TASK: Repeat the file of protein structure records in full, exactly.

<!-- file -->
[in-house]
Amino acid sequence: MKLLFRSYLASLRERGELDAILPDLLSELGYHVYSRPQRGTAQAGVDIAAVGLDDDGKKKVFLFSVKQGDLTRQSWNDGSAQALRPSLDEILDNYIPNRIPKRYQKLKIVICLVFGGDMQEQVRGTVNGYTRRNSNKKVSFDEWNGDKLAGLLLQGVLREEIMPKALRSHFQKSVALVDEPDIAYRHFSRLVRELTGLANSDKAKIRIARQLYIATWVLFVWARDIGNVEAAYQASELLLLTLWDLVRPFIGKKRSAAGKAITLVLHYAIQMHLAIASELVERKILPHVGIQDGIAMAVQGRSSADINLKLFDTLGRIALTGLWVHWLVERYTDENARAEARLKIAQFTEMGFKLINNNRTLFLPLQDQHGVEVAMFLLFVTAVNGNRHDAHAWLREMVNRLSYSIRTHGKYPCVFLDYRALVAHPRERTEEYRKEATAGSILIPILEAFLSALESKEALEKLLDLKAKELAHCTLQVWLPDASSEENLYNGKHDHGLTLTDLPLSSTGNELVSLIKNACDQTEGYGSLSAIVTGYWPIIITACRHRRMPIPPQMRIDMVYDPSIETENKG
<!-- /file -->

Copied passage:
[in-house]
Amino acid sequence: MKLLFRSYLASLRERGELDAILPDLLSELGYHVYSRPQRGTAQAGVDIAAVGLDDDGKKKVFLFSVKQGDLTRQSWNDGSAQALRPSLDEILDNYIPNRIPKRYQKLKIVICLVFGGDMQEQVRGTVNGYTRRNSNKKVSFDEWNGDKLAGLLLQGVLREEIMPKALRSHFQKSVALVDEPDIAYRHFSRLVRELTGLANSDKAKIRIARQLYIATWVLFVWARDIGNVEAAYQASELLLLTLWDLVRPFIGKKRSAAGKAITLVLHYAIQMHLAIASELVERKILPHVGIQDGIAMAVQGRSSADINLKLFDTLGRIALTGLWVHWLVERYTDENARAEARLKIAQFTEMGFKLINNNRTLFLPLQDQHGVEVAMFLLFVTAVNGNRHDAHAWLREMVNRLSYSIRTHGKYPCVFLDYRALVAHPRERTEEYRKEATAGSILIPILEAFLSALESKEALEKLLDLKAKELAHCTLQVWLPDASSEENLYNGKHDHGLTLTDLPLSSTGNELVSLIKNACDQTEGYGSLSAIVTGYWPIIITACRHRRMPIPPQMRIDMVYDPSIETENKG